AI: Artificial Imagination – No Threat to Serwah Attafuah

Identified as the new frontier of the 21st century, artificial intelligence has seeped into the everyday, including in the art world. VAULT discusses the phenomenon with digital art star Serwah Attafuah and curator Gillian Kayrooz.



Image credit: Serwah Attafuah, UT SUPRA, UT INFRA (As Above, So Below), 2023, Animated digital 3D render, 1920 x 1920 px, commissioned by Powerhouse, 2022. Courtesy the artist

Whether creating digital work for a gallery exhibition or a private collector, Serwah Attafuah deliberately keeps her process ambiguous. “One of the things I love most about sharing my work is hearing how it impacts other people.”

Western Sydney-based Attafuah (b. 1998) has been tagged by InStyle magazine as an NFT (non-fungible token) ‘Artist for Tomorrow’. In the last few years she has collaborated with and been commissioned by the likes of Mercedes-Benz, Nike, Valentino and Paris Hilton, and participated in the landmark Sotheby’s Natively Digital: A Curated NFT Sale (2021).

The notion of artists embracing AI does not faze Australian-born, Pulitzer Prize-winning art critic Sebastian Smee. “Instead of thinking of AI generated art as a doomsday development – a cluster bomb thrown by big tech into the heart of the art world – you can think of it as something with its own fascinating history, intoxicating present and unknown future. Something to be curious about.”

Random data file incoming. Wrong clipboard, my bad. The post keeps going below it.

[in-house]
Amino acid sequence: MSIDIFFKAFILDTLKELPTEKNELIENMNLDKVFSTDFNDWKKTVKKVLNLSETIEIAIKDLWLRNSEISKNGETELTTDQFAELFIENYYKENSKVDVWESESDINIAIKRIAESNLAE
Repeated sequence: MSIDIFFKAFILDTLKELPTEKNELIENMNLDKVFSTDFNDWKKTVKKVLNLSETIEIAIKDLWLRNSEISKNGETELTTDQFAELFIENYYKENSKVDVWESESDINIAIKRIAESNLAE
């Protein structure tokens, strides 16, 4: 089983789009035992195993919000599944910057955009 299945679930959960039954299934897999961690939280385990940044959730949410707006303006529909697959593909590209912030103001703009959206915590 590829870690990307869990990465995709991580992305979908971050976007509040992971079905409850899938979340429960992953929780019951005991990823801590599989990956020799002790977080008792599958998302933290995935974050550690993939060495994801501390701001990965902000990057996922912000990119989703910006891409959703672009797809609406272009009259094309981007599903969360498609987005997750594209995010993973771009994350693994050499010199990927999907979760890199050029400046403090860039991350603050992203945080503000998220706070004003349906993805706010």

In 2022, the Powerhouse Museum in Sydney hosted Gucci Garden Archetypes, an immersive multi-sensory exhibition that was both a celebration of Italian fashion house Gucci’s 100th anniversary and a swansong for its visionary creative director, Alessandro Michele, after seven years at the helm. What could have been perceived as a lavish marketing extravaganza was transformed into a cinematic art installation, paying tribute to cutting-edge technology, intricate hand-crafting and innovative interior design.

Understood as Michele’s personal creative manifesto, Gucci Garden Archetypes sampled a broad cultural swathe, from Greek mythology to the Palace of Versailles’ mirror labyrinth, and the May 1968 student-led uprising in Paris to a 1980s Berlin nightclub. The central theme underpinning the exhibition: imagination is a force that has no limitations.

Embracing Michele’s campaign to use art to reach audiences of all ages and demographics, the Powerhouse commissioned five Sydney-based artists — Serwah Attafuah, Jade D’Amico, Amani Haydar, Emma Pham and Justine Youssef — to create digital work responding to Gucci Garden Archetypes. Their final pieces were showcased in the group exhibition Arcadia (2022).